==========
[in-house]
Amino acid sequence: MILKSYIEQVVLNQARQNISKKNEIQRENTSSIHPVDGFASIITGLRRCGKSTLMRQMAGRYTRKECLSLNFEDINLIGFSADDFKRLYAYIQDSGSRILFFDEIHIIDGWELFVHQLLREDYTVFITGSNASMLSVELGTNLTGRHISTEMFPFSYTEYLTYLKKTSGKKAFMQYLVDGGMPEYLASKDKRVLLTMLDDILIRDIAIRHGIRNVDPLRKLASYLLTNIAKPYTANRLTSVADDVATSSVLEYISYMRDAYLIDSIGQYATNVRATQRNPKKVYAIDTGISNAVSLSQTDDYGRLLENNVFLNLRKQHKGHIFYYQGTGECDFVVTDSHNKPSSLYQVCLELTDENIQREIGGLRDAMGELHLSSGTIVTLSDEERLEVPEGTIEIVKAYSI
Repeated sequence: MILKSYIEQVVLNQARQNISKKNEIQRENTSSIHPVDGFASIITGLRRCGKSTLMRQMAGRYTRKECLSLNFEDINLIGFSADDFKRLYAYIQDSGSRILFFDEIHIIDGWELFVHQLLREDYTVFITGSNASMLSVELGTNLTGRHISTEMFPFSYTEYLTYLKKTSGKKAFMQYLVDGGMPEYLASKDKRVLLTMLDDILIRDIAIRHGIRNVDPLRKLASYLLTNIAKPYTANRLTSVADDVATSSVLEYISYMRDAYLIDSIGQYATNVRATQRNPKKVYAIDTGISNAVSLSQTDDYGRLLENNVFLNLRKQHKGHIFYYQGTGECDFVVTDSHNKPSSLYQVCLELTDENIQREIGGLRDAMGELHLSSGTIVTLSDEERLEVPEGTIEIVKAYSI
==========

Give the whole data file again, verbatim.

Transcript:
[in-house]
Amino acid sequence: MILKSYIEQVVLNQARQNISKKNEIQRENTSSIHPVDGFASIITGLRRCGKSTLMRQMAGRYTRKECLSLNFEDINLIGFSADDFKRLYAYIQDSGSRILFFDEIHIIDGWELFVHQLLREDYTVFITGSNASMLSVELGTNLTGRHISTEMFPFSYTEYLTYLKKTSGKKAFMQYLVDGGMPEYLASKDKRVLLTMLDDILIRDIAIRHGIRNVDPLRKLASYLLTNIAKPYTANRLTSVADDVATSSVLEYISYMRDAYLIDSIGQYATNVRATQRNPKKVYAIDTGISNAVSLSQTDDYGRLLENNVFLNLRKQHKGHIFYYQGTGECDFVVTDSHNKPSSLYQVCLELTDENIQREIGGLRDAMGELHLSSGTIVTLSDEERLEVPEGTIEIVKAYSI
Repeated sequence: MILKSYIEQVVLNQARQNISKKNEIQRENTSSIHPVDGFASIITGLRRCGKSTLMRQMAGRYTRKECLSLNFEDINLIGFSADDFKRLYAYIQDSGSRILFFDEIHIIDGWELFVHQLLREDYTVFITGSNASMLSVELGTNLTGRHISTEMFPFSYTEYLTYLKKTSGKKAFMQYLVDGGMPEYLASKDKRVLLTMLDDILIRDIAIRHGIRNVDPLRKLASYLLTNIAKPYTANRLTSVADDVATSSVLEYISYMRDAYLIDSIGQYATNVRATQRNPKKVYAIDTGISNAVSLSQTDDYGRLLENNVFLNLRKQHKGHIFYYQGTGECDFVVTDSHNKPSSLYQVCLELTDENIQREIGGLRDAMGELHLSSGTIVTLSDEERLEVPEGTIEIVKAYSI